To be clear, FB is just one example and one distribution channel in a world of multiple consumer touchpoints. As the commentor points out, the service and consumer relationship are what is important.

  3. Jeremy Allaire Monday, October 5, 2009

    Mika-

    Enjoyed this piece, good stuff. We are starting to think about how these various forms of consumer engagement can play into video experiences, and I agree that this is probably the most powerful new form of audience interaction and potential distribution that is out there right now, and no one is doing it incredibly well. I also think that the nascent social network micro-payment platforms hold a lot of promise for media companies seeking to develop "duel revenue streams" from online video.

    Jeremy

  4. a couple of throw-ins: while i have some reservations about the micropayments model, and see long-term issues with it outside of markets with sophisticated enough payments process systems, i would certainly be prepared to use it in certain cases.
    hopefully producers realise there are customers, like me, who dislike advertising so much (60 mins of an episode of 24 is what, 40 mins long?) that they'll pay something for a clean, unencumbered episode/prog/event across whichever medium it happens to be.

  5. In this on-demand world the customer is in charge, and will only pay for (or engage) in what has value. The day of bundling unneeded products and services is and will be dwindling to a close.

    We're providing a similar "political campaign as a service" format and value driven delivery in our Gubernatorial contest in Maine.

  6. Honestly, it really is not this complicated and not much has changed. I'm disappointed to see this kind of speculation — it just adds to an already really confused industry and isn't necessary.

    What's going on has to do with one and only one thing: We are changing platforms. Never in the history of platforms has there been so much wrongful and off analysis, speculation and misleading — maybe if everybody would stop talking and start learning, you'd find how easily we'd all adapt.

  7. philip@blurgroup.com Monday, October 5, 2009

    This article is probably the most practical attempt at outlining the likely future macro digital content business model and one we agree with.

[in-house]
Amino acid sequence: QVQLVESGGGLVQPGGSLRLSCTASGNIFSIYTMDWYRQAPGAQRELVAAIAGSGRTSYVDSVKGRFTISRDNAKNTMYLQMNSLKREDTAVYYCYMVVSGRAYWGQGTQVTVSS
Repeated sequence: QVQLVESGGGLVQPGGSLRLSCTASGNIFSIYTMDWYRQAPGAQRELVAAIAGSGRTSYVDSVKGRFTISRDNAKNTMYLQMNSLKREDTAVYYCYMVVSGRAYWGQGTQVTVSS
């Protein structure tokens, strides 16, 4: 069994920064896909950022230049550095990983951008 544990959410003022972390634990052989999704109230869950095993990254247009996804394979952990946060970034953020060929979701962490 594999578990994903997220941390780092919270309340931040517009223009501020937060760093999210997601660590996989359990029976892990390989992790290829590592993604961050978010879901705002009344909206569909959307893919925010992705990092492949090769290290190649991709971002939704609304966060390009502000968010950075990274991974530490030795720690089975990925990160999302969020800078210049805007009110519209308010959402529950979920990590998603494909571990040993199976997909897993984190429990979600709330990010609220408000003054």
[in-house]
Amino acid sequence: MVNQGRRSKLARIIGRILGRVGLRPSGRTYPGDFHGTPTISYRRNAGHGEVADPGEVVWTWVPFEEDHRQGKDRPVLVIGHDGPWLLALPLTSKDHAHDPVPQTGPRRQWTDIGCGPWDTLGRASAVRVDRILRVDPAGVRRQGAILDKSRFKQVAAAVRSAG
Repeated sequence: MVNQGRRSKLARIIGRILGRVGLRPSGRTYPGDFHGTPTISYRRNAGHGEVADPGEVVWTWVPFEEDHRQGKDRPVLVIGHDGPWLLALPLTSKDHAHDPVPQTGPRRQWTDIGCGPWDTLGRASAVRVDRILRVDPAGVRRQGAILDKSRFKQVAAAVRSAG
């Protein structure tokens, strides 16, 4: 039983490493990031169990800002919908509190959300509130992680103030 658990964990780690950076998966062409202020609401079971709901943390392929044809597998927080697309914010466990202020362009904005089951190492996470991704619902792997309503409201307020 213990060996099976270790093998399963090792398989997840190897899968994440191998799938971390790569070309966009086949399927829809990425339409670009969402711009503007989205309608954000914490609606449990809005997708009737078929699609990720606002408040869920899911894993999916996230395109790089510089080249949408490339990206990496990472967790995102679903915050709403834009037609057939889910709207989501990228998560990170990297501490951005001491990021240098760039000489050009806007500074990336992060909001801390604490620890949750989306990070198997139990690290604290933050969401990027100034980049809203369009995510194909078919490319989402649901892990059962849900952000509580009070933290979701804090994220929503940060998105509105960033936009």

And as with SaaS the incumbents have the most to lose initially by its success. Startups will need to kick MaaS off. If they succeed the incumbents will follow.

    An early example of MaaS worth researching is http://Innovatrs.com.

  8. Timo Argillander Tuesday, October 6, 2009

    Thanks for the good point of view, liked that!It seems to me that in today’s TV business there are so many incumbent players, which base their business on the status quo that TV as a Service faces quite a few hurdles. Now that CE manufacturers are bringing Internet connectivity to TV sets these firms most often co-operate with TV companies to provide VOD content. It would be refreshing to see some really open web-to-TV solutions come to market that would foster the emergence of new kind of content, or, rather, “Service”.

  9. Mukund Srinivasan Tuesday, October 6, 2009

    Thanks, Mike – an excellent article. As Chris Anderson pointed out in "The Long Tail", gone are the days of early bird advantages with strategic and innovative business models. The future is simply this: "why becoming the new what". This in effect translates to a business model that doesn't explain how to transform the ecosystem, but rather understanding why there is a need to do so. Once this is clear, the rest will fall in place.

  10. Interesting article. It's exciting to think of the new media experiences that will be available in the future. I invite you to take a look at some of the television experiences made possible by using the power and flexibility of the cloud at http://www.ActiveVideo.com.